What a cosmological theory predicts is the amount of energy (per unit time) in each mode: the numbers C_n = \abs{f_n}^2. This is called the power spectrum.

Modes on a sphere

We can do the same thing with the CMB that we did with the one-dimensional function in that example: break it down into individual modes, each with some amplitude, and determine how much energy is in each mode. Of course, the sky isn't a line; it's a sphere, which means the modes of the CMB are more complicated than just sine waves. Modes on a sphere are called spherical harmonics, and their density maps look like this:

spherical harmonics

Because a sphere is a two-dimensional surface, it takes two numbers to index these modes, \ell and m.

Any real-valued function on a sphere — like, say, the function which gives the temperature of the CMB in a given direction — can be expressed as a sum of real spherical harmonics, each scaled by some amplitude.

T(\theta, \phi) = \sum_{\ell = 0}^{\infty}\sum_{m = 0}^{m = \ell} T_{\ell m} Y_{\ell m}(\theta, \phi)

We can then go on to compute the power spectrum, just as in the 1D case. But it's conventional to combine the power in all the modes with the same value of \ell:

C_{\ell} = \sum_{m = 0}^{\ell} \abs{T_{\ell m}}^2

The numbers C_{\ell} constitute the power spectrum, analogous to C_n for the 1D function.

To the data!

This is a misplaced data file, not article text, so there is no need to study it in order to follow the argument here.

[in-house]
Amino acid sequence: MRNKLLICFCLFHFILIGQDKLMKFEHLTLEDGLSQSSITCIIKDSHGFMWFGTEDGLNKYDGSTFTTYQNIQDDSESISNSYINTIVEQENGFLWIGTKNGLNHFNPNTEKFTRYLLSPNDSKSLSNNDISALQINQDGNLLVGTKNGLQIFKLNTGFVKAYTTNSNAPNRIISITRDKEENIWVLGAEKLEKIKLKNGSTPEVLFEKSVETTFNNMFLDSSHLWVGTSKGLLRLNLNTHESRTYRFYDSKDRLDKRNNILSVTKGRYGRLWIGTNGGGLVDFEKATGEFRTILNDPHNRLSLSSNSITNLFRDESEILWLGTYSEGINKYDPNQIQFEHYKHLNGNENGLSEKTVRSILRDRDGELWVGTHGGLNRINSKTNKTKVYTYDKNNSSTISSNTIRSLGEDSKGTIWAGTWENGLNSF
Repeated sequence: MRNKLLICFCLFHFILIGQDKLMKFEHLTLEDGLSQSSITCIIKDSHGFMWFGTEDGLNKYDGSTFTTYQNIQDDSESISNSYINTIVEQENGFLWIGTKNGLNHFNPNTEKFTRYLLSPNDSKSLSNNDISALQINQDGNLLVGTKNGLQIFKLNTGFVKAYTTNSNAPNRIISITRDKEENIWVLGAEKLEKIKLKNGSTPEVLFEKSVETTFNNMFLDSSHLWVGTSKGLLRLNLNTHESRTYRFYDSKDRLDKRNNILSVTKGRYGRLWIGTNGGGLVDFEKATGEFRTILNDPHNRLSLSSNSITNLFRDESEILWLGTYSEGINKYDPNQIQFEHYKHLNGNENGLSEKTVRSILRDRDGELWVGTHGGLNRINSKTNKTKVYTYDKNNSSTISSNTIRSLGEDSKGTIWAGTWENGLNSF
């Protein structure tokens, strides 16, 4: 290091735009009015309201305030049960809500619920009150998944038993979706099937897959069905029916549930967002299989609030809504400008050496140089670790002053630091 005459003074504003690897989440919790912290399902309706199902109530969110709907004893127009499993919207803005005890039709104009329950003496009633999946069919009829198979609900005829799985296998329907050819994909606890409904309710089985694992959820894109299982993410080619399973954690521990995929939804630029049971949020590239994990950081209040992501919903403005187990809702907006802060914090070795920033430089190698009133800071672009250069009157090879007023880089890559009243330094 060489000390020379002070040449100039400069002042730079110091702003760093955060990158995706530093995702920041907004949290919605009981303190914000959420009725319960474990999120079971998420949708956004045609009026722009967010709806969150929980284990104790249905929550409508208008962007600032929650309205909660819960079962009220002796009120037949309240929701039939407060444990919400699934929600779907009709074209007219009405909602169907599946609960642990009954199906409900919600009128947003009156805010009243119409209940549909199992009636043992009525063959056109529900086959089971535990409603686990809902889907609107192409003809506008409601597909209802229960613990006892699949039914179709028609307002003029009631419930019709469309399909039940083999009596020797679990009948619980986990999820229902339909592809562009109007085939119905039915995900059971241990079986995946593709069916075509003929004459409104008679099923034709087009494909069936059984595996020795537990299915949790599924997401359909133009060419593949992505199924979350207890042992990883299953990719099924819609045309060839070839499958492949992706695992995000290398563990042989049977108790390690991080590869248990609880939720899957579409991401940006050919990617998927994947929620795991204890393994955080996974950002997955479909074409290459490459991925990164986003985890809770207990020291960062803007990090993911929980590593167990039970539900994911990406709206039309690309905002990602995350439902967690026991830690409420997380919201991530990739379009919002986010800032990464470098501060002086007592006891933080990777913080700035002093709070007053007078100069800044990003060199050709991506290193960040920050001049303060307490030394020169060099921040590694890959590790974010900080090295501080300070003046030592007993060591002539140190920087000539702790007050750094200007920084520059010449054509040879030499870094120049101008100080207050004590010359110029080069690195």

Here's the actual power spectrum measured by Planck, shown as red dots:

Planck power spectrum

The quantity on the vertical axis is \frac{1}{2\pi}\ell(\ell + 1) C_\ell. Beyond \ell = 10 or so, each point represents an average over a few different values of \ell. You don't see points for \ell = 0 or \ell = 1 on the plot because the amplitude of the \ell = 0 mode is just the average CMB temperature over the entire sky, which is probably skewed by sources of radiation local to our little corner of the universe, and the amplitude of the \ell = 1 mode is primarily due to our motion relative to the CMB. So the meaningful physics starts at \ell = 2.

At this point, I would love to dig into the models, and explain where some of those features in the power spectrum come from. But that will have to wait for another day. Stay tuned for the sequel to this post, coming soon, where I'll talk about the physics that makes the CMB power spectrum what it is!